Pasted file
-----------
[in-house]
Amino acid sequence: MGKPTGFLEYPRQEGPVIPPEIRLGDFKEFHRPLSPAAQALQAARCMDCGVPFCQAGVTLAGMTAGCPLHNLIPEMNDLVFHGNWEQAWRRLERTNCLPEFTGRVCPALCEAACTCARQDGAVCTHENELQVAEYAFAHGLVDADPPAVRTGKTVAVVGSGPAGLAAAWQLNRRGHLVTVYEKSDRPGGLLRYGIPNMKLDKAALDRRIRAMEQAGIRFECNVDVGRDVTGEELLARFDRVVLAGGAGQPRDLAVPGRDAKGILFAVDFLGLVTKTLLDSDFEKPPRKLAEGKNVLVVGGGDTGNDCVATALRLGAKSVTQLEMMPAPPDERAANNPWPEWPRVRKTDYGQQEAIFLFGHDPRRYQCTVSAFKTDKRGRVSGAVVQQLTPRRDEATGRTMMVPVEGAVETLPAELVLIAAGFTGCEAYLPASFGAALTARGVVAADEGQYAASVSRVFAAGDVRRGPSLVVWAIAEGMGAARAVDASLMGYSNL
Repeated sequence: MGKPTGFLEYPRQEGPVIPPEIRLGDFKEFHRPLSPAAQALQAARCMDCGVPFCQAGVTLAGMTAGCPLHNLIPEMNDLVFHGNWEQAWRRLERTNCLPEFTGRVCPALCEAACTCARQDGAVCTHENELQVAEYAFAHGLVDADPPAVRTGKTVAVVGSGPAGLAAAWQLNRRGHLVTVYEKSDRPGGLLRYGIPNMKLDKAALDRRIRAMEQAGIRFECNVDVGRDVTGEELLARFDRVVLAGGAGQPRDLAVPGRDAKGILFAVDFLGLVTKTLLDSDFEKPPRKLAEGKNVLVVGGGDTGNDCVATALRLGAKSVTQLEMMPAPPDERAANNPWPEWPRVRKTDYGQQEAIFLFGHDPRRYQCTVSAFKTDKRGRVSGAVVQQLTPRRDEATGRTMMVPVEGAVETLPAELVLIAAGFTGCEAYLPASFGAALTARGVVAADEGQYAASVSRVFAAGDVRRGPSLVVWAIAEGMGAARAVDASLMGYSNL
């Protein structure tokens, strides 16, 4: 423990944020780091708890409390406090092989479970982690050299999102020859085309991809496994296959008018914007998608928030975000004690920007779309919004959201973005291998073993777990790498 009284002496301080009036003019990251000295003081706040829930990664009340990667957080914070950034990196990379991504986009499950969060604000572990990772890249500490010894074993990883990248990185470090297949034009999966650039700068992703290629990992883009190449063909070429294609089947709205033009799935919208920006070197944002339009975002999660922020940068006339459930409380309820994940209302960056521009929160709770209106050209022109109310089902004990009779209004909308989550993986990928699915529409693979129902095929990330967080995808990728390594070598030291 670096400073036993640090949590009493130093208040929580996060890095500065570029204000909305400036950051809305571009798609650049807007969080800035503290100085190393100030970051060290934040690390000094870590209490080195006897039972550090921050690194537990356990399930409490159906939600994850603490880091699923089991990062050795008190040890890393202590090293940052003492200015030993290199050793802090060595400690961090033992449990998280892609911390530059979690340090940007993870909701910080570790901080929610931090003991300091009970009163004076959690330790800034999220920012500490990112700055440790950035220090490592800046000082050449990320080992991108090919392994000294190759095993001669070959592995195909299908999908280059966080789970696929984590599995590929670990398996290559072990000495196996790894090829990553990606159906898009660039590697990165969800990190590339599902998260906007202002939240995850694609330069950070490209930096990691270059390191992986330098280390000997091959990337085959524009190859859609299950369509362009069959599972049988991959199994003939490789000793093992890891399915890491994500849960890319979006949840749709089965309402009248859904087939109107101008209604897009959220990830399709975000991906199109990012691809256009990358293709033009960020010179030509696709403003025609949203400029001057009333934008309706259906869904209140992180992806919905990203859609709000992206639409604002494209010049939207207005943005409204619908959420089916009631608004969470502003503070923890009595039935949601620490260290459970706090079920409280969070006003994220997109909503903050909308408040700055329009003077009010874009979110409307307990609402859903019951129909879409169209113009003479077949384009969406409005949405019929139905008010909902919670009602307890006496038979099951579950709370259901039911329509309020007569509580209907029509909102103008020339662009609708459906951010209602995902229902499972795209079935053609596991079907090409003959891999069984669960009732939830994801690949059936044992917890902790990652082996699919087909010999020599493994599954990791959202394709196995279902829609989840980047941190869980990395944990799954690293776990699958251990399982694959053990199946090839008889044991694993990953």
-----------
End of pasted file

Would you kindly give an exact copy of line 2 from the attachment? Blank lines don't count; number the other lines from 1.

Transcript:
Amino acid sequence: MGKPTGFLEYPRQEGPVIPPEIRLGDFKEFHRPLSPAAQALQAARCMDCGVPFCQAGVTLAGMTAGCPLHNLIPEMNDLVFHGNWEQAWRRLERTNCLPEFTGRVCPALCEAACTCARQDGAVCTHENELQVAEYAFAHGLVDADPPAVRTGKTVAVVGSGPAGLAAAWQLNRRGHLVTVYEKSDRPGGLLRYGIPNMKLDKAALDRRIRAMEQAGIRFECNVDVGRDVTGEELLARFDRVVLAGGAGQPRDLAVPGRDAKGILFAVDFLGLVTKTLLDSDFEKPPRKLAEGKNVLVVGGGDTGNDCVATALRLGAKSVTQLEMMPAPPDERAANNPWPEWPRVRKTDYGQQEAIFLFGHDPRRYQCTVSAFKTDKRGRVSGAVVQQLTPRRDEATGRTMMVPVEGAVETLPAELVLIAAGFTGCEAYLPASFGAALTARGVVAADEGQYAASVSRVFAAGDVRRGPSLVVWAIAEGMGAARAVDASLMGYSNL